Plains-wanderers and grassland management

To: <>
Subject: Plains-wanderers and grassland management
From: Philip Maher <>
Date: Sun, 02 Dec 2012 22:24:33 +1100
I haven¹t had time to follow the plains-wanderer and land management thread
on birding-aus closely but I think I have the general drift. Richard Nowotny
kindly asked for my perspective. Belatedly here it is: I have little idea
about current management at Terrick Terrick or Oolambeyan national parks
although I know both properties well, having surveyed and located
plains-wanderers on both in the 1990s and recommending that they be
purchased by their respective State governments. Terrick Terrick and
surrounding reserves would most probably now be wheat fields if not bought
by conservation bodies.
The article in the Weekly Times (and Deniliquin¹s Pastoral Times the
following week) is about a few landowners enjoying their ?told-you-so¹
moment but not having a grasp of the bigger picture with plains-wanderers.
Tying it in with the cattle in the high country issue was overreaching
somewhat. Having said that, seeking advice from landowners and highly
experienced plains-wanderer experts occasionally should be in Parks¹
The best land management in the world would not have made a skerrick of
difference to the dire situation that plains-wanderers are currently in. The
overriding factor has been the weather. From 2001 to 2010 we had nine years
of drought or near drought conditions, which rendered the Hay plains, for
the most part, too bare for plains-wanderers. They retreated to ever
diminishing areas that still had cover and while they continued to breed
throughout the drought years it was in greatly reduced numbers. Then we had
the drought breaking rains of late winter 2010 after which the cover
re-established and by October 2010 plains-wanderers had returned from
wherever they had been and commenced breeding like crazy in their old
haunts. Over about a two-week period in November 2010 we located six nests
in one paddock, by far the most nests we¹d located in a single year. This
was their big chance to get their numbers up but it was not to be with
another deluge flooding all nests. This was the pattern for the remainder of
the summer, with chicks or nests with eggs repeatedly flooded out. A few
young possibly made it through in late summer and autumn. By the end of the
2010/11 summer the native grasses had become so thick in areas usually
inhabited by plains-wanderers that many of the birds disappeared, presumably
looking for somewhere drier and barer. We started spotlighting buff-banded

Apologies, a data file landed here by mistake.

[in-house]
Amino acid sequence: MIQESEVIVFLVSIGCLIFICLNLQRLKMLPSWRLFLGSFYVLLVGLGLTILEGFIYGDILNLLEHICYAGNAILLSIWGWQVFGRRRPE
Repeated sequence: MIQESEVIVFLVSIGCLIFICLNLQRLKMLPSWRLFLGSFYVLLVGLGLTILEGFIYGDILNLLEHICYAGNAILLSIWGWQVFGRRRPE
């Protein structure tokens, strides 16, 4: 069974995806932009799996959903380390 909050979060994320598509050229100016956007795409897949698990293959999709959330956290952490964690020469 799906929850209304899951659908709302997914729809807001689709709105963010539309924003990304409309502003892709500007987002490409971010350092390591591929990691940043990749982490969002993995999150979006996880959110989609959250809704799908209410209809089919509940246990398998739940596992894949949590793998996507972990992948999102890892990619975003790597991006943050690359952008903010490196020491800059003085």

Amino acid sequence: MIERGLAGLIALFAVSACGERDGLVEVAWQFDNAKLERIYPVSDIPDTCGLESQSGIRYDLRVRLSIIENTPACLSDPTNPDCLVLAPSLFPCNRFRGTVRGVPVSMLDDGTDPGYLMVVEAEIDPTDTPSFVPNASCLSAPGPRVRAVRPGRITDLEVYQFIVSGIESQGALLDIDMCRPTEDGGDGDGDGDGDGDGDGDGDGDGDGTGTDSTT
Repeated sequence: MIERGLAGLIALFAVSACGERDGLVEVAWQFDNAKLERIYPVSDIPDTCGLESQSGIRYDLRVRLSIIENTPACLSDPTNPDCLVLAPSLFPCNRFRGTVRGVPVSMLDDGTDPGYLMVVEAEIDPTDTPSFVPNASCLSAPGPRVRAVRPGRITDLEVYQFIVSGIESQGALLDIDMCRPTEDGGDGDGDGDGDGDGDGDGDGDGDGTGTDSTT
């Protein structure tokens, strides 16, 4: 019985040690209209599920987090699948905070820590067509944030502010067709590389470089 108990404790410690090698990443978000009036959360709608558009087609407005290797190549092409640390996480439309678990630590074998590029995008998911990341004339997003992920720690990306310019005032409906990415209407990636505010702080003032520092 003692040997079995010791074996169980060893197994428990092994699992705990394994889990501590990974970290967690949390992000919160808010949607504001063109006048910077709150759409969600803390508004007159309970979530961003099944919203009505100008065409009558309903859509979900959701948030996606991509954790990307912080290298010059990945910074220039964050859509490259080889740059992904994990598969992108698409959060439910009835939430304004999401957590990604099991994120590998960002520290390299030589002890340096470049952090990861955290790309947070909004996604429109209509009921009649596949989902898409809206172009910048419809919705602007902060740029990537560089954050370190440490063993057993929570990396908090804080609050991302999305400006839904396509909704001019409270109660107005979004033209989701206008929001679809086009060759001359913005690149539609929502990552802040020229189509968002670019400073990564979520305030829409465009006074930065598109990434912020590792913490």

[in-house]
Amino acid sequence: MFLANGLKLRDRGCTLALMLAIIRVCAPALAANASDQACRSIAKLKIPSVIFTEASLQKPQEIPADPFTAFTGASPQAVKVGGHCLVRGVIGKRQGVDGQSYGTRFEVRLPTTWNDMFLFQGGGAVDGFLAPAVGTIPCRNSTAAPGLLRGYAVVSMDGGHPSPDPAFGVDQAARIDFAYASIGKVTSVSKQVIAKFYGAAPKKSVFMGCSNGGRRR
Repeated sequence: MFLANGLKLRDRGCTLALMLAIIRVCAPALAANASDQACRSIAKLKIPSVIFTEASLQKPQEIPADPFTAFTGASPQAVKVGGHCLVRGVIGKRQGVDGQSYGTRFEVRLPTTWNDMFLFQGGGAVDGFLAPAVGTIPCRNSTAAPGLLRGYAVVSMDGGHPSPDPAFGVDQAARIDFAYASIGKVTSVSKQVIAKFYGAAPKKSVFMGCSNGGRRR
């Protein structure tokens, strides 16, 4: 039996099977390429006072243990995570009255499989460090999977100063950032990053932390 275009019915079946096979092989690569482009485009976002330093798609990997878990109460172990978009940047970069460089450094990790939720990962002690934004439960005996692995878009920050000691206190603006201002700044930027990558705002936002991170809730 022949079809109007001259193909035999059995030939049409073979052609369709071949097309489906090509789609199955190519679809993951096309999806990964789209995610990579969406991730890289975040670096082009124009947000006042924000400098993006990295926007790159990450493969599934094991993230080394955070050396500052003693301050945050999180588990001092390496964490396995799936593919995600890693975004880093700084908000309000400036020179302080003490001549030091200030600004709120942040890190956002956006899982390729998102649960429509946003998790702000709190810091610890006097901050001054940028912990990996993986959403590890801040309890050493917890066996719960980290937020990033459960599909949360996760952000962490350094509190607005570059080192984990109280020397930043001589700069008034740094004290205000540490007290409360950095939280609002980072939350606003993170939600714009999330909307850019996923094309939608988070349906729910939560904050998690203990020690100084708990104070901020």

rail and brown quail in paddocks normally inhabited by plains-wanderers. The
few remaining plains-wanderers retreated to the barest remaining areas on
the property. The rains ceased in autumn/winter and we were expecting
plains-wanderers to resume breeding but nothing happened. It was as if they
were too exhausted from their futile breeding attempts in the summer to have
another go. (Over the last 32 years, we¹ve recorded them breeding in every
month of the year). In the spring of 2011 the rains started again and
although not as much fell as the previous year, it was still fairly wet.
Strangely, although the remaining plains-wanderers were paired up, they
seemed disinclined to breed. Whether the food supply wasn¹t conducive to
breeding or they were still knackered from the previous season¹s exertions,
I don¹t know. Towards the end of the last summer some breeding occurred as
the odd juvenile was recorded.
About five inches of rain fell early March this year, which again flooded
plains-wanderers out, after which we went into one of the driest
winter/springs in living memory.

Plains-wanderers have been in pairs since about August but this spring seems
too dry for them to breed, which is odd for a bird that does best on average
or below average rainfall. Unless they breed soon this will be the third
season with little to no breeding and with limited breeding during the
drought years. The rainfall has now become so erratic with months of no rain
at all, and then a huge dump. Winter rainfall, once the most reliable rain
in the Riverina, has all but disappeared over the last fifteen years.  The
survival of plains-wanderers seems entirely dependent on the weather
returning to some sort of normality.
In our area of the southern Riverina, many of the passerines and some of the
non-passerines are now breeding during the winter months, having become more
opportunistic in their breeding attempts like species in true desert
No amount of grazing by sheep could possibly have kept down the volume of
growth that occurred over the last two summers. Remember also that sheep
numbers in 2010 were very low because of the previous nine years of drought.
>From where were all these sheep going to materialise?
Very low numbers of plains-wanderers, whether they are in national parks or
on private, well-grazed properties, are a result of extreme weather events.
Simple as that. 
FYI, all our plains-wanderer sightings are written up on the latest news
page of our website. The plains-wanderer weekend checklist documents ten
years of sightings over the spring/summer period up to this current weekend.

All the best

Philip Maher

+61 3 58813378

Australian Ornithological Services Pty Ltd
PO Box 385
South Yarra 3141
Tel: + 61 3 98204223
Mobile: 0417310200
Skype: patricia.maher3141


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